Venturing Overseas Without Fear
Hegen's investment into protecting its intellectual property is key to its international expansion.
As the breast-feeding mother of four children, Yvon Bock has had her fair share of mishaps and messiness when it comes to dealing with expressed milk.
Bottles have tipped over during business meetings, and the hassle of having to transfer the milk from containers to feeding bottles was a tedious task the busy mum could do without.
From her pain sprung forth an idea to develop a breastfeeding system that significantly simplifies the process. At the heart of the innovation is the world's first square bottle that requires one twist to open and a single-handed push to close. The same bottle is also used during the expressing, storage and feeding process, removing the need for the milk to be transferred repeatedly.
Ms Bock started working with an R&D team to develop her idea, which came to be known as Hegen, six years ago. Right from the start she knew that she needed to protect the business' intellectual property adequately or risk losing everything. Not only would a proper IP strategy deter copycat competitors leveraging their innovations to steal market share, it would also ensure that Hegen itself had not inadvertently infringed on anyone else's IP.
"We did not want to have just another product that looked like everyone else's on the shelf. If we started our own brand, it had to be a quantum leap," said Ms Bock, who is the managing director of Hegen.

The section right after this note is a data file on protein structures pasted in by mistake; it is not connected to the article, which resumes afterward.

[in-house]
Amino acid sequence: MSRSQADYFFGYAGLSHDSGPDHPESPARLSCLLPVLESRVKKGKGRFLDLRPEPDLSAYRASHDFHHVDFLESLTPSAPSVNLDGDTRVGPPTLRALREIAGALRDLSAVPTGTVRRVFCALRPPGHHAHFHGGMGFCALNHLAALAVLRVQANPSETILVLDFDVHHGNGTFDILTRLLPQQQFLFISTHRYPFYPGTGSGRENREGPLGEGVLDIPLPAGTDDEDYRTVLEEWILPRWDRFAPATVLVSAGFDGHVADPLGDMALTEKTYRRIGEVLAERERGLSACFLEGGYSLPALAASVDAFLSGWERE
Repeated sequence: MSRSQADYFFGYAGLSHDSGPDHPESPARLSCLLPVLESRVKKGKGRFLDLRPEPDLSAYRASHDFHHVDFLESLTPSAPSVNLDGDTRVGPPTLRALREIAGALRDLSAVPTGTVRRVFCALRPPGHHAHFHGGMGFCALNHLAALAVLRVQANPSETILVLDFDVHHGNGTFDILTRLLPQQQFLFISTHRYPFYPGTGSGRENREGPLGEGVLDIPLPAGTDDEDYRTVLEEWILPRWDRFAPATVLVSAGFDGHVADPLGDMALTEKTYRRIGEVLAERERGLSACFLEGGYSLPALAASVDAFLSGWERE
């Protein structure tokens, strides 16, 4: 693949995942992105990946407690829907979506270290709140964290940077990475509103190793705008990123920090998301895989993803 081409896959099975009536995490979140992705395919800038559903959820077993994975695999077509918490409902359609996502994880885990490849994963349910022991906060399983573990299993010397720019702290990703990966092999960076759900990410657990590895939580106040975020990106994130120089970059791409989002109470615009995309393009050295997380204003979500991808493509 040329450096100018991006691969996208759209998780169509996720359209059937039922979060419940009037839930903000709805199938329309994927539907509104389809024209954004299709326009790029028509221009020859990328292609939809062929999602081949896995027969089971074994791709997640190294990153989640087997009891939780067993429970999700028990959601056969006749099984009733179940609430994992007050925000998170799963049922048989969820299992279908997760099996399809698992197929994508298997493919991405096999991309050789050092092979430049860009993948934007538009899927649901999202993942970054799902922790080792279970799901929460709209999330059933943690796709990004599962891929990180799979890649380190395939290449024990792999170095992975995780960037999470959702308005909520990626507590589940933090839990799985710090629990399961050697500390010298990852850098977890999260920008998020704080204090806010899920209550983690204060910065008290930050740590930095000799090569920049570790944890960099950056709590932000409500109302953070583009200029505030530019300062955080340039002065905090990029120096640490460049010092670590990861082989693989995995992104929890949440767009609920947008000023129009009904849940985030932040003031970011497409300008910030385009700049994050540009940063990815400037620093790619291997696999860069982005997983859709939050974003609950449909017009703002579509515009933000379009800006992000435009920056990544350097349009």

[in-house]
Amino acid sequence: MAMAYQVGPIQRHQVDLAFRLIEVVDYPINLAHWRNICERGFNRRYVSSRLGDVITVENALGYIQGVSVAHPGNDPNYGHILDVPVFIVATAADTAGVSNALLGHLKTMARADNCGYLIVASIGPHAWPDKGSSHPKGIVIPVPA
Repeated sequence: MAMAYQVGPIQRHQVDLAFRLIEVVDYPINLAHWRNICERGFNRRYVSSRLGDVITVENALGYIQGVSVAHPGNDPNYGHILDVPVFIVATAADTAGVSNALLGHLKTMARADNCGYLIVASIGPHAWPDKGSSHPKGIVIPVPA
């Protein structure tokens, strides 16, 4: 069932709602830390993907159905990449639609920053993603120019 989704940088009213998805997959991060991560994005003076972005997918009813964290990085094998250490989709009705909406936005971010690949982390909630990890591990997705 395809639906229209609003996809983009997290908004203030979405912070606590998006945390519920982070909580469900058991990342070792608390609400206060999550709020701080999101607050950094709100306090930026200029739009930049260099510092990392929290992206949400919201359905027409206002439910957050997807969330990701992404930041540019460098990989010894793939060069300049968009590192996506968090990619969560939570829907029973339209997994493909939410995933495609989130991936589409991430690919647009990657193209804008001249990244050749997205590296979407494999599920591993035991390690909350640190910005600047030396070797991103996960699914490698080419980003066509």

Hegen is a subsidiary of Fitson, an OEM manufacturer of baby products for international brands, where Ms Bock is director of international sales.
Ms Bock and her team started on their IP journey with the support of the Intellectual Property Office of Singapore (IPOS), which explained the different aspects of IP to them and helped them formulate a strategy. What happened next was a six-year journey that saw them register the Hegen trademark in 20 countries, as well as file a patent for their "push to close, twist to open" innovation and design protection for the bottle's unique square shape.
The brand launched in Singapore last year July and is set for an international unveiling later this year. The process has been a steep learning curve for the brand, one filled with trial and error and escalating costs. The biggest challenge, she revealed, was finding the right legal teams that could advise them in each of the countries they wanted to protect their IP in.
"We started with one legal team to handle everything, but we realised that not all agencies are strong in all areas. So now we have three agencies - one handling trademarks, one for patents and one for design protection," she said.
Having the proper guidance from the start would have helped them avoid missteps that could have reduced their time to market. "Doing your homework to find the right vendor to help you is essential," she said.
Ms Bock also advises SMEs to budget sufficient funds for the IP protection process. She estimates that Hegen has so far spent close to half a million dollars for registration, and for searches to check that the company is not infringing on some other party's IP, as well as dealing with objections from other parties.
However, she is satisfied that the investment into IP protection is a worthwhile one, as Hegen can now start selling internationally without worrying about competitors copying its innovations.
Said Ms Bock: "We now have a quite dynamic IP portfolio that can help protect us when we sell overseas."
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